As a kid living in Hawaii from 1968 to 1971, I fell in love with the radio. I was a fan of the Hawaii Islanders Triple-A baseball team (Padres affiliate) and listened to their away games on the radio as they battled Pacific Coast League opponents, such as the Tacoma Tigers and Spokane Indians.
One of my first radio heroes was Casey Kasem, whose syndicated show, “American Top Forty,” was broadcast each weekend from the Honolulu-based AM radio station KPOI. Nearly every week, I would listen to the entire countdown, wondering what song would come in at No. 1. Would it be Three Dog Night’s “Joy to the World” for the umpteenth week in a row? Or would that gritty new single by the Rolling Stones, “Brown Sugar,” finally scratch its way to the top?
Years later, after moving to North Carolina, I was able to work in radio myself, first at WASU-FM in Boone and later at WXYC-FM, while a student at UNC-Chapel Hill. The WXYC station at the student union was a fraternity of sorts for kids who cared more about music and radio than they did their grade point averages.
By this time in my life, I had seen a lot of the behind-the-scenes aspect of broadcasting, but that knowledge of the “nuts and bolts” of radio did little to erase its magic.
I still had radio heroes, one of which was Woody Durham, the voice of Tar Heel football and basketball games. When we couldn’t get tickets to a basketball game, or when the Heels were on the road, we could always count on Woody to bring the game to life.
Even if a game was televised, my friends and I would turn the volume down on the TV set and crank up the radio so we could hear Woody call the game. Of course, on satellite broadcasts the video would be a split second behind the radio, making Woody sound like a genius. The ball would be coming down from its arc when Woody would exclaim, “It’s good!” And he would be right – every single time.
Last year, Woody Durham retired after being the voice of the Tar Heels for 40 years. During that time, he called more than 1,800 football and basketball games, including six NCAA basketball championship games, four of those won by the Tar Heels.
Durham visited the Blowing Rock Art and History Museum last Thursday and spoke about his storied career to about 150 admirers.
“I grew up in Albemarle, N.C., and played on one of the best high school football teams in the state,” Durham said. “We had a lot of guys on that team who went on to play football in college … I was not one of them.”
Durham’s love for sports and his experience of working with small radio stations in Albemarle led to his desire to be a sports commentator. That desire led to the job of broadcasting games at UNC before he even graduated.
When my friends and I listened to Durham during broadcasts on the Tar Heel Sports Networks, we all had our favorite Woody-isms. My friend Allison would laugh her head off every time Woody would say that a basketball player “had a notion,” meaning that he thought about shooting the ball but didn’t.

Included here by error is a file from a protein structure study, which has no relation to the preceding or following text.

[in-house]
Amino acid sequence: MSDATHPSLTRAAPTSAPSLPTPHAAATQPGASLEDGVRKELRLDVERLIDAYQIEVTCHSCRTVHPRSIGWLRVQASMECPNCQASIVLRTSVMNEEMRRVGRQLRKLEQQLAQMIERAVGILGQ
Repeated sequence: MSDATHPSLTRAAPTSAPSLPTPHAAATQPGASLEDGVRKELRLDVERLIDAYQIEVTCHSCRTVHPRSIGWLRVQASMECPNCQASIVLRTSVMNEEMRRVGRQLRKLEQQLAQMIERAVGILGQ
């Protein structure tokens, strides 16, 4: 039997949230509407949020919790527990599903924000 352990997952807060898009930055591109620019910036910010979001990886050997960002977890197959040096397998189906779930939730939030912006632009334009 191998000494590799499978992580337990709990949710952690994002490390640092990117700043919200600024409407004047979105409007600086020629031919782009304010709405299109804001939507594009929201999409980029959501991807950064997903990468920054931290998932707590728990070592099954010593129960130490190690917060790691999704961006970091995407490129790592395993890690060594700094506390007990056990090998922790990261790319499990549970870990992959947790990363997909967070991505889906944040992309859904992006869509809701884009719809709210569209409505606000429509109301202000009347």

“How does he do that?” she would say. “Woody’s psychic!”
My favorite Woody-ism was how he would call a player by his name a few times and then alternate that by calling him by his hometown and his year in college.
For instance, with Michael Jordan, he might say, “The Wilmington sophomore shoots from the baseline … good!”
I’ve never heard another sports announcer use that device, so I was happy last week when I had a chance at BRAHM to ask him if he invented it or borrowed from another announcer.
“I started doing that in the ’70s as a way of honoring the hometowns of Tar Heel players,” Durham said. “I remember the mayor of Pineville asking to stop introducing Walter Davis as being from Charlotte because really he was a Pineville native who had played basketball at South Mecklenberg High School. The next time the Heels played, Davis was introduced as being from Charlotte, and I started getting letters and phone calls from the Pineville Chamber of Commerce and other folks in Pineville asking me to correct this horrible injustice.
“That made quite an impression on me and I’ve always strived to tell folks where all of the players come from. These towns are so proud to have one of their own playing for the Tar Heels, and I try to never forget that.”
I still listen to games on the Tar Heel Sports Network, and the fellows who now broadcast the games do a perfectly splendid job of bringing the action on the basketball court to life. But it’s just not the same without Woody. When he would broadcast the game, it seemed like he was another Tar Heel fan watching the game in your living room.